Someone once remarked that growing old isn’t a battle but a massacre.
Sadly, in most cases this is all too true. If we live long enough, we are forced to grieve a lone, painful series of losses. As we age, we say farewell-usually to our careers, often to our health, sometimes to our memories, always to the independent lives we once knew. And the older we get, the more often we will have to stand in funeral homes and cemeteries and say goodbye to beloved family members and dear friends.
From a historical perspective, it seems that Daniel came of age at exactly the wrong time in Israel. He was born just in time to see his once-great nation fall to the Babylonians. As punishment for their centuries unfaithfulness and disobedience. God allowed his people to be defeated by their enemies. Daniel, along with other young, strong, and capable people in Israel, was carried away into captivity in Babylon.
Scholars have debated the interpretation of Isaiah 7:14 for centuries. Three primary views tend to dominate the discussion. One view holds that the prophecy “the virgin will conceive” refers to a young, unmarried woman of marriageable age (the literal meaning of the Hebrew word translated “virgin”), who actually lived an married in the time of Isaiah and then gave birth to a son. Thus, this was not a “virgin birth” but a normal instance of marriage and childbirth.
Elizabeth, mentioned only in Luke’s Gospel, was married to a priest named Zechariah. “Both were righteous in God’s sight, living without blame according to all the commands and requirements of the Lord” (Luke 1:6).
Yet in a culture where children were viewed as a primary evidence of God’s blessing, they were also childless. Elizabeth was unable to conceive. This barrenness was a source of deep disgrace to her (Luke 1:25). Only those who’ve suffered through fertility issues can fully appreciate the sting of all those unanswered prayers, the piercing pain of an empty nursery. Since Elizabeth and Zechariah “were well along in year” (Luke 1:7), it’s not unreasonable to assume that they had given up the hope of ever becoming parents. Continue reading WOMAN OF THE DAY (ELIXABETH: THE MOTHER OF JOHN THE BAPTIST)→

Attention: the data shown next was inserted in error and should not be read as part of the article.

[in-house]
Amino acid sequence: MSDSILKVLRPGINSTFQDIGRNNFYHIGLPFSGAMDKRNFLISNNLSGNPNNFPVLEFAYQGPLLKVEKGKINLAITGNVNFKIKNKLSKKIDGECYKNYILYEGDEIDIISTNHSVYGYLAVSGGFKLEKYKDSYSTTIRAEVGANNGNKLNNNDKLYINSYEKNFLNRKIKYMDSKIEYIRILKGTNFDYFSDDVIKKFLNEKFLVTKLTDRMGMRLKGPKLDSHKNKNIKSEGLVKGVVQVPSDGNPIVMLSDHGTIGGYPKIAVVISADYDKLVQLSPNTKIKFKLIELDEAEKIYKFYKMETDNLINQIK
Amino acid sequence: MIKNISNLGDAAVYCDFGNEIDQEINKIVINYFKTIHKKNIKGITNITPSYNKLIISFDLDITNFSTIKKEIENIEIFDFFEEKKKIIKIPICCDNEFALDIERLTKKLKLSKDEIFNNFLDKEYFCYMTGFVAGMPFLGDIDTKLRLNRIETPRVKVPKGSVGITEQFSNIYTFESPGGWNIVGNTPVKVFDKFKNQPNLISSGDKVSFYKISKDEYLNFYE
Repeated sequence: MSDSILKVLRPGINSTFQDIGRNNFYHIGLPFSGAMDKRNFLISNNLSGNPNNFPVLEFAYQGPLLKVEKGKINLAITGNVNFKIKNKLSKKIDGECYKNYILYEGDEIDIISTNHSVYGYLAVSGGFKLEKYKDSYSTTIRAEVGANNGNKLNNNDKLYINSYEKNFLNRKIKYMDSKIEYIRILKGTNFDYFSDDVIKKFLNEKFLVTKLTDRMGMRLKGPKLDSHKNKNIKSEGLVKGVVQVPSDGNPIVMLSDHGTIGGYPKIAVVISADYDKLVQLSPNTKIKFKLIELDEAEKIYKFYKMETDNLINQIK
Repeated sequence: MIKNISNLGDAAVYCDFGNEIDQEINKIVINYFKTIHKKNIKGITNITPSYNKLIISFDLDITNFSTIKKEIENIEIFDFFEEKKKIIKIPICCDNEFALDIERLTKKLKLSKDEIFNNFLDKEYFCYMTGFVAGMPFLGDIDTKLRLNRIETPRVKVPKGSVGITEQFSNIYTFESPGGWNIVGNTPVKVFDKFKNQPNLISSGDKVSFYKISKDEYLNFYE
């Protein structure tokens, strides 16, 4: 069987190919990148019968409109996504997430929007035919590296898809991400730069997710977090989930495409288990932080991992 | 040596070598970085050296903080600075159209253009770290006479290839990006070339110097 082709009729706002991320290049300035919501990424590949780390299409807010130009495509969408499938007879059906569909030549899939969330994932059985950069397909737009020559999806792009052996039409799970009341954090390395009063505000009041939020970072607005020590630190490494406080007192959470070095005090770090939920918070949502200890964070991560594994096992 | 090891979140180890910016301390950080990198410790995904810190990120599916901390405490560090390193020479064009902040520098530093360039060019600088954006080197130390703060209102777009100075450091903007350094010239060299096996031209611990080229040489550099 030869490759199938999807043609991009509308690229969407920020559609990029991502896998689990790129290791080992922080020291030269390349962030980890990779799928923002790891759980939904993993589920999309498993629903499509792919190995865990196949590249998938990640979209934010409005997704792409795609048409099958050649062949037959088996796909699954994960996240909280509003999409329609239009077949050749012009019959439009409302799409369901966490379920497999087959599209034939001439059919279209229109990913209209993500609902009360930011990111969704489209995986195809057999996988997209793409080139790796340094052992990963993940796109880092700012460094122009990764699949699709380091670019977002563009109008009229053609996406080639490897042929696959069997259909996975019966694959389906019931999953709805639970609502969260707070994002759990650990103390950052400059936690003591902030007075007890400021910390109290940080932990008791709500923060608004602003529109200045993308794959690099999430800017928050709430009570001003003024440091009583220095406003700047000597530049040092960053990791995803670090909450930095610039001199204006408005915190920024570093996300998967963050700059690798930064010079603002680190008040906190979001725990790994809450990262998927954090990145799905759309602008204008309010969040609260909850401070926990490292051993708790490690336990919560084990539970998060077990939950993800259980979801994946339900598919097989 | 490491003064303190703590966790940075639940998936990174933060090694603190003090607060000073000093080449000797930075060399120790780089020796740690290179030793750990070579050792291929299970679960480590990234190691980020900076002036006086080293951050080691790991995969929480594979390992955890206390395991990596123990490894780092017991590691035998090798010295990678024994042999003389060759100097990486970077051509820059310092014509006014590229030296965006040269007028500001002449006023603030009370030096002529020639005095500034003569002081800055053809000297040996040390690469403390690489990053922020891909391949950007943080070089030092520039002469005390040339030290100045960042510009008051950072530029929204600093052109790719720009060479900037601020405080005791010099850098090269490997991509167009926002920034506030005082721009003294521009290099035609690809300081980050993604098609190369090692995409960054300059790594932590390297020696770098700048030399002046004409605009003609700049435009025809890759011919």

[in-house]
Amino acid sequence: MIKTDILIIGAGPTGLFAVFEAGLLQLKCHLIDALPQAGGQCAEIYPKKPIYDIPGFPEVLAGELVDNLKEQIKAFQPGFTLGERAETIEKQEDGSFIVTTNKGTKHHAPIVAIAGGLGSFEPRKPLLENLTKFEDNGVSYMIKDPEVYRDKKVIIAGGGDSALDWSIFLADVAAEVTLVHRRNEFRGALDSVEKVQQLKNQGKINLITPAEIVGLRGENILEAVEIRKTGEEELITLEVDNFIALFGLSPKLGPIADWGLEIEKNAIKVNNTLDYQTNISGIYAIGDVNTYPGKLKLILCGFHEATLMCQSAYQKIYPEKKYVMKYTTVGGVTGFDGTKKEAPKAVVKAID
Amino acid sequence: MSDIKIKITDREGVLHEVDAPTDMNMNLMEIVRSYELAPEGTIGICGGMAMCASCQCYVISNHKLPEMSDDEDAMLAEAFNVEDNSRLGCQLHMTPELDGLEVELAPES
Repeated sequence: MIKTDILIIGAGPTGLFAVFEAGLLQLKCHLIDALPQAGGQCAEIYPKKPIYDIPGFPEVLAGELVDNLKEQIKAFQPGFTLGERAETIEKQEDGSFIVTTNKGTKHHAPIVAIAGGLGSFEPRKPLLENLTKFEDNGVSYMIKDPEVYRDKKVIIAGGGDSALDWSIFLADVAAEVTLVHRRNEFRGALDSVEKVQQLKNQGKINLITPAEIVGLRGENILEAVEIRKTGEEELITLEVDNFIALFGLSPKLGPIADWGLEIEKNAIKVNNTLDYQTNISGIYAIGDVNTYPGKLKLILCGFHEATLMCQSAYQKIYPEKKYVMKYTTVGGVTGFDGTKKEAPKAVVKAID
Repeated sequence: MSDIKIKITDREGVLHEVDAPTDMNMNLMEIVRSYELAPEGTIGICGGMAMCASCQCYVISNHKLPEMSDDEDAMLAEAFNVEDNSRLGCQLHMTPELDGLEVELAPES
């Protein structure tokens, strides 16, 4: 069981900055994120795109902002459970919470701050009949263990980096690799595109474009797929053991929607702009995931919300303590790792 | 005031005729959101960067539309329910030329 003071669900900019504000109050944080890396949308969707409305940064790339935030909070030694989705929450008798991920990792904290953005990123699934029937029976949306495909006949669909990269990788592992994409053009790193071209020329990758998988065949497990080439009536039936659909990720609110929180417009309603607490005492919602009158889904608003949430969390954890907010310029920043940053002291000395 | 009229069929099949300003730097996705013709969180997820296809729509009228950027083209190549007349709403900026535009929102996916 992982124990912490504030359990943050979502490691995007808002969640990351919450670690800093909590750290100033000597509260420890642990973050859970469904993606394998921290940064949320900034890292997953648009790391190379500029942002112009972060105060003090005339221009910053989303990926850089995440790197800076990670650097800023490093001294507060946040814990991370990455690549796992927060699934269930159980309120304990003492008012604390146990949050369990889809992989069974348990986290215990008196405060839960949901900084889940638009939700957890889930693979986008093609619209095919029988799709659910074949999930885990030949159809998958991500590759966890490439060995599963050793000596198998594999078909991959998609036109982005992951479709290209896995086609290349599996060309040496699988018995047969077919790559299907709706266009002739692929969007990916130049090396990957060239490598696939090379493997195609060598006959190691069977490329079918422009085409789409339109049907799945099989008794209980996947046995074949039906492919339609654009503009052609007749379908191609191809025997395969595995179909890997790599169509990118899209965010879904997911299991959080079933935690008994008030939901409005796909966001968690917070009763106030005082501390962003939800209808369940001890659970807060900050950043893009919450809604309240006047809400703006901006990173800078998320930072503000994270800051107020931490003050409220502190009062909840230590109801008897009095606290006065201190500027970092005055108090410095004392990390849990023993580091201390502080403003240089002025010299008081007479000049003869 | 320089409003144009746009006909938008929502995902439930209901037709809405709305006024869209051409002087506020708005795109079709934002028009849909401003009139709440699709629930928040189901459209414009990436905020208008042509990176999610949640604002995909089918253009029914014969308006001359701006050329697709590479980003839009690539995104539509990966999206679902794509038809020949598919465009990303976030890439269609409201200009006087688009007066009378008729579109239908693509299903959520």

We all have someone in our lives with whom a close relationship seems impossible. Maybe it’s a sibling, a parent, a child, or even a spouse. For whatever reasons, we just can’t seem to get along. Outside of our families, most of us have other difficult relationships-with bosses, neighbors, business associates, coworkers, clients. Continue reading WOMEN OF THE BIBLE (RUTH: THE DREAM DAUGHTER-IN-LAW)→
In Bible times, many containers for liquids as water, olive oil, and wine made from the skins of animals, particularly young goats. After the head and feet were cut off, the skin was stripped in one piece from the animal’s body. These skin retained the shape of the animal, with the neck sometimes serving as the channel through which the container was filled and emptied. Continue reading BIBLE CUSTOMS AND CURIOSITIES (ANIMAL SKIN CONTAINERS)→